Our stories consist of facts and opinions. That might seem apparent, but fact and fiction become a perplexing, tangled web because our stories are so crucial to our identities, our egos, and the roles that we play. It’s not surprising that they often lead us astray.

By recognizing our stories, we can investigate and transform them. Facts are inarguable and confirmative. Objective reality is based on our shared senses and our social norms, and our actions are recordable and objective. Sometimes we don’t agree with an action, but that doesn’t diminish its indisputable reality.

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Facts Sync Up Our Conversations. But We Sync With Our Opinions.

Facts are critical for establishing common ground from which we can connect and sync up our conversations.

Opinions, on the other hand, arise out of the collection of beliefs that we adopt throughout life. Unlike facts, our opinions are complex, personal, and uncertain. Our egos, roles, and personalities are very comfortable with our opinions, which comprise a big part of our thoughts. We readily defend them because we identify so closely with them.

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Conscious Choices About (Often) Unconscious Thoughts

When we investigate our opinions, we slowly detach from them and reveal our more profound—and often unconscious —thoughts so we can make conscious choices about their value.

We can use four fundamental components of opinions—desires, concerns, authority, and standards—to transform our thinking, allowing us to change a difficult conversation into a collaborative one.

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4 Fundamental Components Of Opinions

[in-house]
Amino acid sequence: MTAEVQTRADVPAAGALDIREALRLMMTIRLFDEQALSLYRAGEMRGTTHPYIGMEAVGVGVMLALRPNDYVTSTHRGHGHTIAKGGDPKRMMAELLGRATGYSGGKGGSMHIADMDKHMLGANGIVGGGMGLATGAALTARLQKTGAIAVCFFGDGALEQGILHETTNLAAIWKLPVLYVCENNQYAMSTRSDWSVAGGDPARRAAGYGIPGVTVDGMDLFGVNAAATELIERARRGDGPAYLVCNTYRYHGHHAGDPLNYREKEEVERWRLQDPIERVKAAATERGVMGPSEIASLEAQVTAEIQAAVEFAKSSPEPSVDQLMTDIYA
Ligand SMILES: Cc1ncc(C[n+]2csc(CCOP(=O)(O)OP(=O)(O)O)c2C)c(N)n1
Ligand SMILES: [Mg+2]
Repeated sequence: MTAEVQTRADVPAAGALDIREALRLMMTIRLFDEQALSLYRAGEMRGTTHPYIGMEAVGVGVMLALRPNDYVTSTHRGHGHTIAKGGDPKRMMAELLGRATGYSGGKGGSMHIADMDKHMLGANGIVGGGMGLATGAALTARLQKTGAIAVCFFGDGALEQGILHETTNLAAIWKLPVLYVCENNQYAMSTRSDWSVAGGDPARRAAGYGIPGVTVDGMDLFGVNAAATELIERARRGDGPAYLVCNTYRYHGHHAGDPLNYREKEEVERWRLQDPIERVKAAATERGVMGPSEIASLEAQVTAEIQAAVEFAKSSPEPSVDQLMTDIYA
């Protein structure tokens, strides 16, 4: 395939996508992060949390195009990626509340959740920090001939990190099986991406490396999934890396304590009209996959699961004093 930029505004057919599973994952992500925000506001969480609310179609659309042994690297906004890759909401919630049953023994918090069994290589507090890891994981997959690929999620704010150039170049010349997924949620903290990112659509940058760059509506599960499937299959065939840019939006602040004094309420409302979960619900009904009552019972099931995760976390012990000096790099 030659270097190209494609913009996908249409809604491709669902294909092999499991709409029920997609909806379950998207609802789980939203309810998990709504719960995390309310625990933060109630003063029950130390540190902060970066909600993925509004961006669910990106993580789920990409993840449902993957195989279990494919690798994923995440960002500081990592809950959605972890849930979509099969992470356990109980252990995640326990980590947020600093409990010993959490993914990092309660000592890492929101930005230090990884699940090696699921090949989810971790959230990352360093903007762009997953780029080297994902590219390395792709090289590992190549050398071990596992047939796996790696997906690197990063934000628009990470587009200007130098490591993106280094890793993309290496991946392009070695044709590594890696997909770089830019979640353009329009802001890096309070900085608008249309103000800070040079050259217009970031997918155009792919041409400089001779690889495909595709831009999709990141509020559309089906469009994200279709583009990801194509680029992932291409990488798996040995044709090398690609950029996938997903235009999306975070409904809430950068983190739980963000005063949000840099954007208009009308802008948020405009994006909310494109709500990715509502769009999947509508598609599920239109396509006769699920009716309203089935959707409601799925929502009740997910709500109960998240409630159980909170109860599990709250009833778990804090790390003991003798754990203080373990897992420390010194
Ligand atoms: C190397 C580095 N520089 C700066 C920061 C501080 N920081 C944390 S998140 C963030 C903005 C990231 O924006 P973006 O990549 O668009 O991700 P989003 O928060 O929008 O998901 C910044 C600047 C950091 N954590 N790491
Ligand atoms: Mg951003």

During a troubling conversation, ask yourself :

  • What desires and wants are part of this conversation?
  • What concerns about the future are affecting my thoughts related to this issue?
  • What power issues are impacting this conversation?
  • What standards am I using to make this judgment?

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4. What Questions Can I Ask to Understand Others Better?

We unconsciously advocate for and defend our positions because we’ve long been trained to “have the answer.” Advocacy is far more common than its underappreciated sibling, inquiry.

To change that dynamic, we can begin to listen to how we and others advocate in conversations. What is our tone when we offer our perspective? When questioned, are we defensive or open to other ideas? How do we react when others advocate their position forcefully?

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Open Advocacy And Open Inquiry

Instead of giving up our opinions, we can practice open advocacy. Open advocacy is holding our opinions more lightly and sharing the thinking under the surface of our stories, creating space for deeper understanding.

Open inquiry is the art of asking sincere, respectful questions to seek understanding. It’s a secret key to creating mutual learning and collaboration. When we inquire about others’ desires, concerns, issues of power, and standards, we invite them into collaborative, creative interactions that are far more fulfilling than the alternative.

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The Takeaway: Roles, Stories, Opinions, Interaction Styles

Asking these questions over time and observing our roles, stories, opinions, and interaction styles will dramatically increase our awareness and conversational skills and guide us to having more conscious satisfying conversations—and a little more peace.

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CURATED BY

xarikleia

“An idea is something that won’t work unless you do.” - Thomas A. Edison

CURATOR'S NOTE

Seeing the question “What are you bringing to the conversation?” in a whole new light. “An awful lot”, is the answer; and probably not in the way we thought, neither about “awful”, nor about “a lot”.